• tell clients that the business is not licensed and is relying on the sandbox exemption;
  • if the business provides financial services to retail clients, provide some of the information normally contained in a Financial Services Guide; and
  • if the business provides credit assistance to consumers, provide consumers with the information normally contained in a credit guide, along with a quote and a proposal document.

Finally, a business must:

  • have adequate arrangements in place for compensating clients for loss or damage, at a minimum by holding professional indemnity insurance cover with a limit of at least $1 million for any one claim and for aggregated claims, and by taking reasonable steps to obtain run-off cover for a 12-month period; and
  • have compliant internal dispute resolution procedures in place and be a member of an ASIC-approved external dispute resolution scheme;

How to play

To rely on the sandbox exemption, you must provide written notice to ASIC along with certain prescribed information about your business, including:

  • your name, ABN/ACN, contact person, address and director/controller details;
  • certified copies of recent bankruptcy and national criminal history checks for each director/controller; and
  • confirmation of external dispute resolution scheme membership and adequate compensation arrangements.

Unless ASIC takes any further action, your sandbox period will begin 14 days after providing the written notice to ASIC.

Within 2 months after the end of the sandbox period, you will also have to provide a short report to ASIC about your business’s results during that period (including number of clients, complaints, any issues faced and financial information). ASIC states that it won’t release these reports publicly, unless required to do so.

I’m not eligible – what should I do?

If you don’t satisfy the sandbox conditions, you still have some options available to you.

Firstly, the sandbox exemption is not the only available exemption. Depending on your business, you may be able to rely on some other form of relief. For example, ASIC relief is available for some low-value non-cash payment products, some services in relation to mortgage offset accounts, and for the provision of generic financial calculators.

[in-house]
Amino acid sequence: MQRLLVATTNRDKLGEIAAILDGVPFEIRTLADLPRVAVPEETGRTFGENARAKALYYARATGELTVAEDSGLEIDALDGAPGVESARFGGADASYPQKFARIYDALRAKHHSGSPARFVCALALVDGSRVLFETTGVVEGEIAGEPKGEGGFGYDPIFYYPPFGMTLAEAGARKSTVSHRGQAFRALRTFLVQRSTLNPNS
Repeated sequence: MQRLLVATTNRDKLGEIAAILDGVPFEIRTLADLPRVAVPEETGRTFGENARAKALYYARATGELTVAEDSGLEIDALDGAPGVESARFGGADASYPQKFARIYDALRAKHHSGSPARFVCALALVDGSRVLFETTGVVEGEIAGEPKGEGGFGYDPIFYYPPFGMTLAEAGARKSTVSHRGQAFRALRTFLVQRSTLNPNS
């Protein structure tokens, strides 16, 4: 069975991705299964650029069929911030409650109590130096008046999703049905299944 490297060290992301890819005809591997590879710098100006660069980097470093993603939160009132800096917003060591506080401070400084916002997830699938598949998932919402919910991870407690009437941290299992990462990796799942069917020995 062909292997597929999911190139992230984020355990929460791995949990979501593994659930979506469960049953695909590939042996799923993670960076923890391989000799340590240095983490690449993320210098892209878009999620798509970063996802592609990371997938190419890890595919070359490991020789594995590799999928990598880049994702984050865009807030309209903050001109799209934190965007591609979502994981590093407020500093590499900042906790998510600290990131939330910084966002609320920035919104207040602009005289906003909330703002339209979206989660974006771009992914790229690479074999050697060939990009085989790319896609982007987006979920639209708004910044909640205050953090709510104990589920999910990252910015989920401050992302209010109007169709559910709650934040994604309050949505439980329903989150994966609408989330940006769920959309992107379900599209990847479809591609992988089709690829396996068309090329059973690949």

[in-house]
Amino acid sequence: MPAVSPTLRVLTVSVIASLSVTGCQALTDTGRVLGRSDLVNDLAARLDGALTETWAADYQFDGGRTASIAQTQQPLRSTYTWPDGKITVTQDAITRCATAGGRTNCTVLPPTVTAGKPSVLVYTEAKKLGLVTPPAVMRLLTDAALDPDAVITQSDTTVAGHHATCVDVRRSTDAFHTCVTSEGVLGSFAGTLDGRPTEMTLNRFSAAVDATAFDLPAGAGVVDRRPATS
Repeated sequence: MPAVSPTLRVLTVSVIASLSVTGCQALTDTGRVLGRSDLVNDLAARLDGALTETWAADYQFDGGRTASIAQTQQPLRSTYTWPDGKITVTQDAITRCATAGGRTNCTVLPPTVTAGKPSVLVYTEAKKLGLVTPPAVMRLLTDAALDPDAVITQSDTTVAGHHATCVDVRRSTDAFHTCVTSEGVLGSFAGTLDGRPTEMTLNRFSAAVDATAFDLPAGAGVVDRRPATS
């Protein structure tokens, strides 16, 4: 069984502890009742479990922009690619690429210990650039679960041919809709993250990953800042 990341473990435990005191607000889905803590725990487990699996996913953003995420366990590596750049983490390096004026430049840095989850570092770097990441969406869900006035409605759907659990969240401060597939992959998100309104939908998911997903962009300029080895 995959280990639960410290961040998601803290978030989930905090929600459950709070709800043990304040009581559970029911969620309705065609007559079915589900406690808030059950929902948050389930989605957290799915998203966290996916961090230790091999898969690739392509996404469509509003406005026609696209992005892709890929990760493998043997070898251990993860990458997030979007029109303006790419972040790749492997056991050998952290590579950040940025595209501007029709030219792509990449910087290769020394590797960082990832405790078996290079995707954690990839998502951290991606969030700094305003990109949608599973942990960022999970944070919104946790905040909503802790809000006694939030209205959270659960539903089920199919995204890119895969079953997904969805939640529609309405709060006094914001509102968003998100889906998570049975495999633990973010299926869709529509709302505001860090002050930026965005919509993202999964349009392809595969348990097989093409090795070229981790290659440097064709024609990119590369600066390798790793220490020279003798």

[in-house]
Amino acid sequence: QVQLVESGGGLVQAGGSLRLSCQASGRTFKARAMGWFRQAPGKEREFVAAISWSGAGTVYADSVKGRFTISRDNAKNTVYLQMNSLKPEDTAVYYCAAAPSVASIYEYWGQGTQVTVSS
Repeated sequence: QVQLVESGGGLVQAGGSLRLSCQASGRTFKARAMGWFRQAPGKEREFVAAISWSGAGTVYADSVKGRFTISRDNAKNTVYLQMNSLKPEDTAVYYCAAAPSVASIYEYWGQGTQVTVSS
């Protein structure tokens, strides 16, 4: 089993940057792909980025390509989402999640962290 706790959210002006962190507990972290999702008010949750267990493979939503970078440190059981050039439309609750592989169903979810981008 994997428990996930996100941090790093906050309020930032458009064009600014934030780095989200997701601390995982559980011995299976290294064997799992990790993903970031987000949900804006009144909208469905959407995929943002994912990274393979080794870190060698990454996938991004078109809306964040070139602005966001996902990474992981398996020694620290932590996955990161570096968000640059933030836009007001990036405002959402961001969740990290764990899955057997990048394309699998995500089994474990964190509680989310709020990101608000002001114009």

Secondly, you could apply to ASIC to tailor your sandbox. ASIC will consider individual applications to extend the sandbox period (e.g. for an extra 12 months), increase the client limits, or vary the sandbox conditions in some other way. This includes applications from fintech businesses that may wish to test a financial service or credit activity that falls outside the prescribed categories of the sandbox exemption.

Such applications will be considered in the same way that ASIC considers any other individual relief application. ASIC has published details of some of the factors that it will consider in assessing such applications, both in the context of the sandbox exemption and in general, so you should generally seek legal advice to ensure that your application addresses the relevant factors and complies with ASIC policy.

Finally, you could apply for the necessary AFSL or credit licence. While this may seem a daunting task, you may be eligible to request ASIC’s informal guidance about the licensing process through its new online Innovation Hub, which is designed to help fintech start-ups understand the applicable regulatory environment.

The fintech future

The availability of the ASIC sandbox exemption, along with ASIC’s newly established Innovation Hub, ASIC’s recent guidance on other fintech areas such as marketplace lending and robo-advice, and the recently released crowd-sourced equity funding bill, mean that it’s never been a better time for fintech start-ups in Australia.

If you would like to take advantage of these developments in Australia’s fintech landscape and need further advice about the regulatory environment that applies to your business, we’re here to help.

1.ASIC Corporations (Concept Validation Licensing Exemption) Instrument 2016/1175 and ASIC Credit (Concept Validation Licensing Exemption) Instrument 2016/1175. See ASIC Regulatory Guide 257 for further information.
2. ASIC Corporations (Non-cash Payment Facilities) Instrument 2016/211, Class Order CO 03/1048 (“Mortgage offset accounts”) and ASIC Corporations (Generic Calculators) Instrument 2016/207.

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© ADDISONS. No part of this document may in any form or by any means be reproduced, stored in a retrieval system or transmitted without prior written consent. This document is for general information only and cannot be relied upon as legal advice.

Liability limited by a scheme approved under Professional Standards Legislation.
© ADDISONS. No part of this document may in any form or by any means be reproduced, stored in a retrieval system or transmitted without prior written consent. This document is for general information only and cannot be relied upon as legal advice.